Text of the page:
Marine Park

Gerritsen Ballfields

This text is part of Parks’ Historical Signs Project and can be found posted within the park.

Gerritsen Beach is part of the greater neighborhood of Marine Park, and takes its name from Dutch colonist Wolphert Gerritsen, one of the first settlers of the land. Gerritsen built a gristmill on what is now called Gerritsen Creek in the latter half of the 17th century. The mill was in continuous operation until 1889, and it was destroyed by fire in 1935. Gerritsen Creek, a freshwater stream, extended about twice as far inland as it does today, until 1920, when its course north of Avenue U was converted into an underground storm drain. The creek was probably a favorite hunting and fishing spot for Native Americans living in the nearby Keshawchqueren village. Archaeological excavations in Marine Park have revealed food preparation pits dating from 800 to 1400 C.E. which contain deer and turtle bones, oyster shells, and sturgeon scales.

Gerritsen Creek continues to supply Marine Park’s salt marsh with fresh water, which helps the marsh support a wide range of organisms. Broad expanses of fertile salt marsh, meadows adorned with wildflowers, sandy dunes held in place by beach plants, and jungle-like thickets of shrubs and vines dominate the landscape of Marine Park. Myrtle warblers, grasshopper sparrows, cotton-tailed rabbits, ring-necked pheasants, horseshoe crabs, and oyster toad fish are a small sampling of the animals that inhabit these plant communities and live in or around Gerritsen Creek.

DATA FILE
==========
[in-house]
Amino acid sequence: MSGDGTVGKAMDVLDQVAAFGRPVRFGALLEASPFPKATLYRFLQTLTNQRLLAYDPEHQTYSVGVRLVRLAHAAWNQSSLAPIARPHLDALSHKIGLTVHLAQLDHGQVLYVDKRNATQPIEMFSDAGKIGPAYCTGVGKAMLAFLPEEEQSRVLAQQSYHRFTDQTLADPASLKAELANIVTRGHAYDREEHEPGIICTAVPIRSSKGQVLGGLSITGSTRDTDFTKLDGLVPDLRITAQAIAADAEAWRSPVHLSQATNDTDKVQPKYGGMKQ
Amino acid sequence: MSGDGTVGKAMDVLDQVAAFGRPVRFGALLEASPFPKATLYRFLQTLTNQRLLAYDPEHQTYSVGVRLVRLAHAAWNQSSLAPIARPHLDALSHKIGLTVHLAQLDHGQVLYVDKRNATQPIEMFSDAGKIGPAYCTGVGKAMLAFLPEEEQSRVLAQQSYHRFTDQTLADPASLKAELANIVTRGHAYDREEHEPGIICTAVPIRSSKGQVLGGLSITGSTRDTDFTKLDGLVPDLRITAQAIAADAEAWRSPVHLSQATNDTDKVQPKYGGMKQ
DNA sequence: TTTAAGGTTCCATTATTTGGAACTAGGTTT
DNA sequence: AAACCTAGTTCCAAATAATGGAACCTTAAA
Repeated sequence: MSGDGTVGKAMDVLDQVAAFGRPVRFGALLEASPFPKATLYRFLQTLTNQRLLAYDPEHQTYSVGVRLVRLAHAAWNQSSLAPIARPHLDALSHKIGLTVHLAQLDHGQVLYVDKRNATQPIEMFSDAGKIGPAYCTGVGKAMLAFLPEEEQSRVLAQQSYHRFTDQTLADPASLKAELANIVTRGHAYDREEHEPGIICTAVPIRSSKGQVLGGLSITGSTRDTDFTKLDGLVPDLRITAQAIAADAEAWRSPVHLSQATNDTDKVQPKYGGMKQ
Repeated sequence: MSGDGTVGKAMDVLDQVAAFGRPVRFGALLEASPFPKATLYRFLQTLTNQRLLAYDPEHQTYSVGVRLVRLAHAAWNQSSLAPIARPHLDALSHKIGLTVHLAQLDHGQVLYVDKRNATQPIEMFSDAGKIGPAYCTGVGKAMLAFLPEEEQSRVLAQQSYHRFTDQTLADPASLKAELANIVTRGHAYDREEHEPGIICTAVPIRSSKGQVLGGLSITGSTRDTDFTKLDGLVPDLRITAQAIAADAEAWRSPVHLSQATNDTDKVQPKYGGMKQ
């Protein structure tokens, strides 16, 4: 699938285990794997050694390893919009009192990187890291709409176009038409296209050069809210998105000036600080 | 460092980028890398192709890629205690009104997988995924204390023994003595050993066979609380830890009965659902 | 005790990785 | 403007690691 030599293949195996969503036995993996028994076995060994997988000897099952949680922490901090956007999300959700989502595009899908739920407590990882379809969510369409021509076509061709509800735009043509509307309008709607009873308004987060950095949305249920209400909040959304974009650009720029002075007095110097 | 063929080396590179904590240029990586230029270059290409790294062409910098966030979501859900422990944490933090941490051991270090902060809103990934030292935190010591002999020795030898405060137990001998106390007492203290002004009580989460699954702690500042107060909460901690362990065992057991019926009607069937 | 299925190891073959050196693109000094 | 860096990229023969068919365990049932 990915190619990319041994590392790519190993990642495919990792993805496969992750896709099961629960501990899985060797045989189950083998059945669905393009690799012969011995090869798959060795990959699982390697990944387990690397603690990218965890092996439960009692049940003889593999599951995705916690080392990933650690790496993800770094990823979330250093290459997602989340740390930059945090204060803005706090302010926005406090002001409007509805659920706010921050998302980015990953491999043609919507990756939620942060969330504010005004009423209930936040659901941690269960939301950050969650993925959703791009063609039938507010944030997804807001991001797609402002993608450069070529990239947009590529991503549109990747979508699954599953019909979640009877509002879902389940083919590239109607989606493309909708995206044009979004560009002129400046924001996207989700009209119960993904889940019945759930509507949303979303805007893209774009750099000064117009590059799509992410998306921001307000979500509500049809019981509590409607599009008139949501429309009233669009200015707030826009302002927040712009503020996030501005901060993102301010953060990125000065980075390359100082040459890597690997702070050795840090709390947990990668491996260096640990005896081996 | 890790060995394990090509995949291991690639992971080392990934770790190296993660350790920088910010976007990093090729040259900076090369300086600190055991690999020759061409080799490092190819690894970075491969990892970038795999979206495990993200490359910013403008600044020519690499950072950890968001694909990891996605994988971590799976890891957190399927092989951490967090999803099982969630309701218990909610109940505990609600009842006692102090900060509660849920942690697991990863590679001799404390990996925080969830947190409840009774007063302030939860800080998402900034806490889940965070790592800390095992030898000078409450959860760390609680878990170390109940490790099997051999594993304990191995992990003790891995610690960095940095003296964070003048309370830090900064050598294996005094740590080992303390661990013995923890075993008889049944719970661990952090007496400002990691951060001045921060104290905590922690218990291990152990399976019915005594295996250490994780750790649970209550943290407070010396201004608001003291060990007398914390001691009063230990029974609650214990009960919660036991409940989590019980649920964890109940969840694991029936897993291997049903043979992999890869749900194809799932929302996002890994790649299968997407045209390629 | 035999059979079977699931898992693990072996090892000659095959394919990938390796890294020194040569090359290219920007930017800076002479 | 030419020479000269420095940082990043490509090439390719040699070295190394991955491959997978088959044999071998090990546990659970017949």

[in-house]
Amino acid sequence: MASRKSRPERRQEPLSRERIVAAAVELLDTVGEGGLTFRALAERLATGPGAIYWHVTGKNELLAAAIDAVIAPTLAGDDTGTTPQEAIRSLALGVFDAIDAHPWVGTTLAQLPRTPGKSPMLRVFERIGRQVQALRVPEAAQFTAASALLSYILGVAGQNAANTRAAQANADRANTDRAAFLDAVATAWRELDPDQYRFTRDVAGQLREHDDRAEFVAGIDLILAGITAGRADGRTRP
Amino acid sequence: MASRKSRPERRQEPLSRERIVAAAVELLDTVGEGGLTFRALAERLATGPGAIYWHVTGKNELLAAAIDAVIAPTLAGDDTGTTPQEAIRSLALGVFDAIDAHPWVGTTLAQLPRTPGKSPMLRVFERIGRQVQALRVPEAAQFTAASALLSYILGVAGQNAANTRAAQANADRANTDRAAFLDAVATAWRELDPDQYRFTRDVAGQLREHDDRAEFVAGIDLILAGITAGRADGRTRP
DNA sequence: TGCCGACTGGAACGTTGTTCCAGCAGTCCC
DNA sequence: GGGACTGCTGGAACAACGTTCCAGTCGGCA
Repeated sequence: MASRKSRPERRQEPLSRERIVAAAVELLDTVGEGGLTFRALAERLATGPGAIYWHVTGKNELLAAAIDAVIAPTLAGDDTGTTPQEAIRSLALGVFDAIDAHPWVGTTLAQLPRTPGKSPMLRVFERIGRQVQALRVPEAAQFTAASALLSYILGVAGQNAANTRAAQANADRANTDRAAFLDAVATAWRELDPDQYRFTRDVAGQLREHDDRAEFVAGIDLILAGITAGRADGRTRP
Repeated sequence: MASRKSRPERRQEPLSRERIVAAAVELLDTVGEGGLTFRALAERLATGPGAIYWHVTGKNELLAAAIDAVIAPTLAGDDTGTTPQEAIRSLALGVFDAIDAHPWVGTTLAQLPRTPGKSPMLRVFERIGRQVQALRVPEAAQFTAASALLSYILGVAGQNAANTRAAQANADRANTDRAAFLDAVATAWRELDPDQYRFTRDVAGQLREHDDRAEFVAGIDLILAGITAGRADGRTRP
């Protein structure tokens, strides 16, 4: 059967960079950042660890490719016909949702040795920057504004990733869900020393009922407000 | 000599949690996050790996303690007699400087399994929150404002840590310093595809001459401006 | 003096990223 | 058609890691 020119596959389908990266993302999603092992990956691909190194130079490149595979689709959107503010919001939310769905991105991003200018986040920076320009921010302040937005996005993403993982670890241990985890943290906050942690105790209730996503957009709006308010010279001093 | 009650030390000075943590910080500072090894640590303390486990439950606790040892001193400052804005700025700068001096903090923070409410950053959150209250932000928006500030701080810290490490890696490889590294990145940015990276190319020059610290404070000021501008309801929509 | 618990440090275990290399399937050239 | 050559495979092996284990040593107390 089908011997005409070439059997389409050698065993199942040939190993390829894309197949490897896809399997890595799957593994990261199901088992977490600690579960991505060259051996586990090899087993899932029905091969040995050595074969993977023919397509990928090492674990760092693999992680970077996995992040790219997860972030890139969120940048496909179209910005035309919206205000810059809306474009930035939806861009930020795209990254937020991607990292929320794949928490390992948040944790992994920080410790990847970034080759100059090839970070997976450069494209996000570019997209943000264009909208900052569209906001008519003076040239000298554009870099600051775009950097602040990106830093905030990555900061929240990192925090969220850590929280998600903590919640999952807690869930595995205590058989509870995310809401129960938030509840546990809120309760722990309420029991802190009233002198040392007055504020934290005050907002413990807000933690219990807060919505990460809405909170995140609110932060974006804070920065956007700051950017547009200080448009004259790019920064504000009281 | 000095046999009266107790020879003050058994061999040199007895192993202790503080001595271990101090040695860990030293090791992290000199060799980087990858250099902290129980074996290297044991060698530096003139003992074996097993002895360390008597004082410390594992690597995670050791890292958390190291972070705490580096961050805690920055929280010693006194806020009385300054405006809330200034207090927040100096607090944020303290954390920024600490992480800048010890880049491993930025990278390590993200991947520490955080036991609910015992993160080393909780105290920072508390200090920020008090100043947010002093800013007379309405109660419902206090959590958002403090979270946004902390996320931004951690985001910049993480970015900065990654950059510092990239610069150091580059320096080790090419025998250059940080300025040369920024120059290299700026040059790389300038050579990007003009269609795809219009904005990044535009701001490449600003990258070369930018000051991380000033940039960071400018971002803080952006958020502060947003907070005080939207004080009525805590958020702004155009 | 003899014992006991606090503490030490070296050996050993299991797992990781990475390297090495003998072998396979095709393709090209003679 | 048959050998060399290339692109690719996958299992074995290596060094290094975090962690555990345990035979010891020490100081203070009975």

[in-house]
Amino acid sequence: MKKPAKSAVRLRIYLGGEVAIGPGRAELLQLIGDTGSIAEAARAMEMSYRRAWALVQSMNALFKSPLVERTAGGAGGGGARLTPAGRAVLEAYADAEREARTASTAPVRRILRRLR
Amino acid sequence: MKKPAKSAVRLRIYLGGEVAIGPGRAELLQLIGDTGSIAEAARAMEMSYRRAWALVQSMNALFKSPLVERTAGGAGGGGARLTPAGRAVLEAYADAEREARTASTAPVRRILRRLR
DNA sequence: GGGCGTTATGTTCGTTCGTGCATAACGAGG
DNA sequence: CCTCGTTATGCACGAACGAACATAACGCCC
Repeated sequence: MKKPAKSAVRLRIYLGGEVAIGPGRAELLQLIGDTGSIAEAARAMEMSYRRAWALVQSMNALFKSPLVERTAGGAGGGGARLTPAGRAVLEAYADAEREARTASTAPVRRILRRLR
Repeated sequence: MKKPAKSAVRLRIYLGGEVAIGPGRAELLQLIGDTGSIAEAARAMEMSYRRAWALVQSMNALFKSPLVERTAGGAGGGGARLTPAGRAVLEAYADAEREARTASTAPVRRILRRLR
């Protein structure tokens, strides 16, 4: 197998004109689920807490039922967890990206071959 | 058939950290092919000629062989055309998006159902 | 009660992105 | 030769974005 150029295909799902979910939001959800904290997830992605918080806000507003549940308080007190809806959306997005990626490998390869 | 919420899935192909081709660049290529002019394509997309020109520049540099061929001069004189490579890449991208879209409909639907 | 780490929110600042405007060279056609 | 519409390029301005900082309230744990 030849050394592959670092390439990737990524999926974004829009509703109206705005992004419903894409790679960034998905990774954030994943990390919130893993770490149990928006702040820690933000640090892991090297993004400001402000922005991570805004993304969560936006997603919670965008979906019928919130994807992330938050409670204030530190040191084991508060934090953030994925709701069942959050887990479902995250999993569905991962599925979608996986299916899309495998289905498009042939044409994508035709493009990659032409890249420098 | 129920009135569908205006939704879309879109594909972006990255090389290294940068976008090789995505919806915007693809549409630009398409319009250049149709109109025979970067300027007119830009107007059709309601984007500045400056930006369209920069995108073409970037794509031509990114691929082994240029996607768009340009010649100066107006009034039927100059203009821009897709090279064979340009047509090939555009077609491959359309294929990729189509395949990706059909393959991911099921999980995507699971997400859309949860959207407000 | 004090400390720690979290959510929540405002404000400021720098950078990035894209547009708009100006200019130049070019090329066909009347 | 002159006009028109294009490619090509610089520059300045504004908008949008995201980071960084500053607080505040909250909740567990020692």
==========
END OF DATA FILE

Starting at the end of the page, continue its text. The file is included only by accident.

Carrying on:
Gerritsen Ballfields includes three baseball fields, two athletic fields for soccer and football and one Little League field. This site underwent a $192,000 renovation sponsored by Council Member Herbert E. Berman in 1993. The park area also supports a mini airport for model planes located at Seba Street and Gerritsen Avenue.

Directions to Marine Park

Know Before You Go

Nature Centers
The Salt Marsh Nature Center

The Salt Marsh Nature Center is currently closed for construction. Please visit our Capital Project Tracker for more information.

Was this information helpful?